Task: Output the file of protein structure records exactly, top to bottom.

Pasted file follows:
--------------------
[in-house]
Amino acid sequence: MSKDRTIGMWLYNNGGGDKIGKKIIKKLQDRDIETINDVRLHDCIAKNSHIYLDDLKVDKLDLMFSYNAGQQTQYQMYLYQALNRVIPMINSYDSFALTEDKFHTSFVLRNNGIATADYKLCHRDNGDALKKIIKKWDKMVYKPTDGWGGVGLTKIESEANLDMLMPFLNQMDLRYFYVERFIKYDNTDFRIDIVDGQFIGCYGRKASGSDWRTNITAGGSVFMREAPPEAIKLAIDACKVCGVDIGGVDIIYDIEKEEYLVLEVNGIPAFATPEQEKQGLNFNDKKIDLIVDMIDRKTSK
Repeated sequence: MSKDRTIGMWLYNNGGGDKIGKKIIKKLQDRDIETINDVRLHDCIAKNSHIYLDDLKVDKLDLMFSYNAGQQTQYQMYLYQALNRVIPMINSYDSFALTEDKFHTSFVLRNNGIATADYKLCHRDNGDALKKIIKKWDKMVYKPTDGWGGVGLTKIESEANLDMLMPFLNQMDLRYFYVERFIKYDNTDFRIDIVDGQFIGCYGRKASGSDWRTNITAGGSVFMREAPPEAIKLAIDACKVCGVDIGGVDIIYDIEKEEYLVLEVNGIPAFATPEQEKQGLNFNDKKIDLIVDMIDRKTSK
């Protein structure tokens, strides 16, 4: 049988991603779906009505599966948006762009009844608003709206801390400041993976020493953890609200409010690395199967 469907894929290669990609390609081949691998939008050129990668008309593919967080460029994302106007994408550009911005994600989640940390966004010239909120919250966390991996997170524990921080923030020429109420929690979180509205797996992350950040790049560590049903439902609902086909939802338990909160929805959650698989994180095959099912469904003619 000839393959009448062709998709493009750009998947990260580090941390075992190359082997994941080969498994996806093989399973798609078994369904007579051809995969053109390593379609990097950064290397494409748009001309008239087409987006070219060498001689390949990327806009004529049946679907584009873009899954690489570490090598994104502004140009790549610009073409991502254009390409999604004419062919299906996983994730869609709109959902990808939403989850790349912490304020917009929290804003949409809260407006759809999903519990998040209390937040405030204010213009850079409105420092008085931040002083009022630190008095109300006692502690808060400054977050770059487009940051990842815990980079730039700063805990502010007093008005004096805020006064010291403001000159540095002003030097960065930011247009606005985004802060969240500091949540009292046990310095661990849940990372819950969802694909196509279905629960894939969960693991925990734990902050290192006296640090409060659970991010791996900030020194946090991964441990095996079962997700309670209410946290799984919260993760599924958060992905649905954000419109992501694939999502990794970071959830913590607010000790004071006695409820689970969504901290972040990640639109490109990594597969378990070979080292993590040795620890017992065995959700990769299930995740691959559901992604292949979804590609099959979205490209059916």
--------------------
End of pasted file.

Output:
[in-house]
Amino acid sequence: MSKDRTIGMWLYNNGGGDKIGKKIIKKLQDRDIETINDVRLHDCIAKNSHIYLDDLKVDKLDLMFSYNAGQQTQYQMYLYQALNRVIPMINSYDSFALTEDKFHTSFVLRNNGIATADYKLCHRDNGDALKKIIKKWDKMVYKPTDGWGGVGLTKIESEANLDMLMPFLNQMDLRYFYVERFIKYDNTDFRIDIVDGQFIGCYGRKASGSDWRTNITAGGSVFMREAPPEAIKLAIDACKVCGVDIGGVDIIYDIEKEEYLVLEVNGIPAFATPEQEKQGLNFNDKKIDLIVDMIDRKTSK
Repeated sequence: MSKDRTIGMWLYNNGGGDKIGKKIIKKLQDRDIETINDVRLHDCIAKNSHIYLDDLKVDKLDLMFSYNAGQQTQYQMYLYQALNRVIPMINSYDSFALTEDKFHTSFVLRNNGIATADYKLCHRDNGDALKKIIKKWDKMVYKPTDGWGGVGLTKIESEANLDMLMPFLNQMDLRYFYVERFIKYDNTDFRIDIVDGQFIGCYGRKASGSDWRTNITAGGSVFMREAPPEAIKLAIDACKVCGVDIGGVDIIYDIEKEEYLVLEVNGIPAFATPEQEKQGLNFNDKKIDLIVDMIDRKTSK
């Protein structure tokens, strides 16, 4: 049988991603779906009505599966948006762009009844608003709206801390400041993976020493953890609200409010690395199967 469907894929290669990609390609081949691998939008050129990668008309593919967080460029994302106007994408550009911005994600989640940390966004010239909120919250966390991996997170524990921080923030020429109420929690979180509205797996992350950040790049560590049903439902609902086909939802338990909160929805959650698989994180095959099912469904003619 000839393959009448062709998709493009750009998947990260580090941390075992190359082997994941080969498994996806093989399973798609078994369904007579051809995969053109390593379609990097950064290397494409748009001309008239087409987006070219060498001689390949990327806009004529049946679907584009873009899954690489570490090598994104502004140009790549610009073409991502254009390409999604004419062919299906996983994730869609709109959902990808939403989850790349912490304020917009929290804003949409809260407006759809999903519990998040209390937040405030204010213009850079409105420092008085931040002083009022630190008095109300006692502690808060400054977050770059487009940051990842815990980079730039700063805990502010007093008005004096805020006064010291403001000159540095002003030097960065930011247009606005985004802060969240500091949540009292046990310095661990849940990372819950969802694909196509279905629960894939969960693991925990734990902050290192006296640090409060659970991010791996900030020194946090991964441990095996079962997700309670209410946290799984919260993760599924958060992905649905954000419109992501694939999502990794970071959830913590607010000790004071006695409820689970969504901290972040990640639109490109990594597969378990070979080292993590040795620890017992065995959700990769299930995740691959559901992604292949979804590609099959979205490209059916």